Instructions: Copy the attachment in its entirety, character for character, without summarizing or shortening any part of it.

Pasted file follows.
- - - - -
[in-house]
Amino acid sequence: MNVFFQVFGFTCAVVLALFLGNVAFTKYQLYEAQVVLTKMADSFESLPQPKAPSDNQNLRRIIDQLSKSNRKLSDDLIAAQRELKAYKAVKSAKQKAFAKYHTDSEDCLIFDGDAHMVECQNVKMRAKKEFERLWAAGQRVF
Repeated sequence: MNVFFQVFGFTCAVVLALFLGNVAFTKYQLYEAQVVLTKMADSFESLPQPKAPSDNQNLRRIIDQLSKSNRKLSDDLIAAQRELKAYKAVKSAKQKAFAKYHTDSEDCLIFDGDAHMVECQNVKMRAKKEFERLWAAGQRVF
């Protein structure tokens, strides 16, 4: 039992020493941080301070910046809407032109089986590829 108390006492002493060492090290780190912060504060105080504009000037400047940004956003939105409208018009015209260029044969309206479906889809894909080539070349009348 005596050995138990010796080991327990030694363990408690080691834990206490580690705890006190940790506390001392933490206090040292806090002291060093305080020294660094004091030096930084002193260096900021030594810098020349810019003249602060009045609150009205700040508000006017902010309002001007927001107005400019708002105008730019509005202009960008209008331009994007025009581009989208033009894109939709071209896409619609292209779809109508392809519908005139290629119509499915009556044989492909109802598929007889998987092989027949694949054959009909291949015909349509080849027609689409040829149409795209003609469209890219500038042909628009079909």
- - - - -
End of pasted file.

[in-house]
Amino acid sequence: MNVFFQVFGFTCAVVLALFLGNVAFTKYQLYEAQVVLTKMADSFESLPQPKAPSDNQNLRRIIDQLSKSNRKLSDDLIAAQRELKAYKAVKSAKQKAFAKYHTDSEDCLIFDGDAHMVECQNVKMRAKKEFERLWAAGQRVF
Repeated sequence: MNVFFQVFGFTCAVVLALFLGNVAFTKYQLYEAQVVLTKMADSFESLPQPKAPSDNQNLRRIIDQLSKSNRKLSDDLIAAQRELKAYKAVKSAKQKAFAKYHTDSEDCLIFDGDAHMVECQNVKMRAKKEFERLWAAGQRVF
């Protein structure tokens, strides 16, 4: 039992020493941080301070910046809407032109089986590829 108390006492002493060492090290780190912060504060105080504009000037400047940004956003939105409208018009015209260029044969309206479906889809894909080539070349009348 005596050995138990010796080991327990030694363990408690080691834990206490580690705890006190940790506390001392933490206090040292806090002291060093305080020294660094004091030096930084002193260096900021030594810098020349810019003249602060009045609150009205700040508000006017902010309002001007927001107005400019708002105008730019509005202009960008209008331009994007025009581009989208033009894109939709071209896409619609292209779809109508392809519908005139290629119509499915009556044989492909109802598929007889998987092989027949694949054959009909291949015909349509080849027609689409040829149409795209003609469209890219500038042909628009079909």